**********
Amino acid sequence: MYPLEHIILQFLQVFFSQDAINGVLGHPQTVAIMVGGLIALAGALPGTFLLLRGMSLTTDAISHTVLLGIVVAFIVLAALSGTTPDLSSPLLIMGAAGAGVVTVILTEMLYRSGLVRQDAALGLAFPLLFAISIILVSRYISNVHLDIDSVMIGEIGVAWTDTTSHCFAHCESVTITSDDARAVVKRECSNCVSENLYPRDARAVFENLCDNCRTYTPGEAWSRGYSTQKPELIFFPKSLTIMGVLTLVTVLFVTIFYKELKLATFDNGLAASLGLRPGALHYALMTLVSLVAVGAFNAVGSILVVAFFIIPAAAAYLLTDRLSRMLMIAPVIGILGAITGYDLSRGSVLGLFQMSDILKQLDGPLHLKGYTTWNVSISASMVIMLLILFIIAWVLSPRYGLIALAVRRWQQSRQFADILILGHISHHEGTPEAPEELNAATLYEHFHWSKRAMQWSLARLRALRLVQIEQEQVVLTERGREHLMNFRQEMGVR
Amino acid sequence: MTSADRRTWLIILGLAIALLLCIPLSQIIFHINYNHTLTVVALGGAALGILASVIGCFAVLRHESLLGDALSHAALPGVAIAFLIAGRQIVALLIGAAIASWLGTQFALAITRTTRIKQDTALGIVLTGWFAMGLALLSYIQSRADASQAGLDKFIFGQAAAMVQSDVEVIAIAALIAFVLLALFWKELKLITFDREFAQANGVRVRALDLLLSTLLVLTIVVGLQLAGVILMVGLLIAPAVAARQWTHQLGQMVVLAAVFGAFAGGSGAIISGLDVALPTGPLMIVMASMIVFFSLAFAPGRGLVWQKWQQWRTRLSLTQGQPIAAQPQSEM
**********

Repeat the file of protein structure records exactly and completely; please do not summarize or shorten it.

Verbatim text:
Amino acid sequence: MYPLEHIILQFLQVFFSQDAINGVLGHPQTVAIMVGGLIALAGALPGTFLLLRGMSLTTDAISHTVLLGIVVAFIVLAALSGTTPDLSSPLLIMGAAGAGVVTVILTEMLYRSGLVRQDAALGLAFPLLFAISIILVSRYISNVHLDIDSVMIGEIGVAWTDTTSHCFAHCESVTITSDDARAVVKRECSNCVSENLYPRDARAVFENLCDNCRTYTPGEAWSRGYSTQKPELIFFPKSLTIMGVLTLVTVLFVTIFYKELKLATFDNGLAASLGLRPGALHYALMTLVSLVAVGAFNAVGSILVVAFFIIPAAAAYLLTDRLSRMLMIAPVIGILGAITGYDLSRGSVLGLFQMSDILKQLDGPLHLKGYTTWNVSISASMVIMLLILFIIAWVLSPRYGLIALAVRRWQQSRQFADILILGHISHHEGTPEAPEELNAATLYEHFHWSKRAMQWSLARLRALRLVQIEQEQVVLTERGREHLMNFRQEMGVR
Amino acid sequence: MTSADRRTWLIILGLAIALLLCIPLSQIIFHINYNHTLTVVALGGAALGILASVIGCFAVLRHESLLGDALSHAALPGVAIAFLIAGRQIVALLIGAAIASWLGTQFALAITRTTRIKQDTALGIVLTGWFAMGLALLSYIQSRADASQAGLDKFIFGQAAAMVQSDVEVIAIAALIAFVLLALFWKELKLITFDREFAQANGVRVRALDLLLSTLLVLTIVVGLQLAGVILMVGLLIAPAVAARQWTHQLGQMVVLAAVFGAFAGGSGAIISGLDVALPTGPLMIVMASMIVFFSLAFAPGRGLVWQKWQQWRTRLSLTQGQPIAAQPQSEM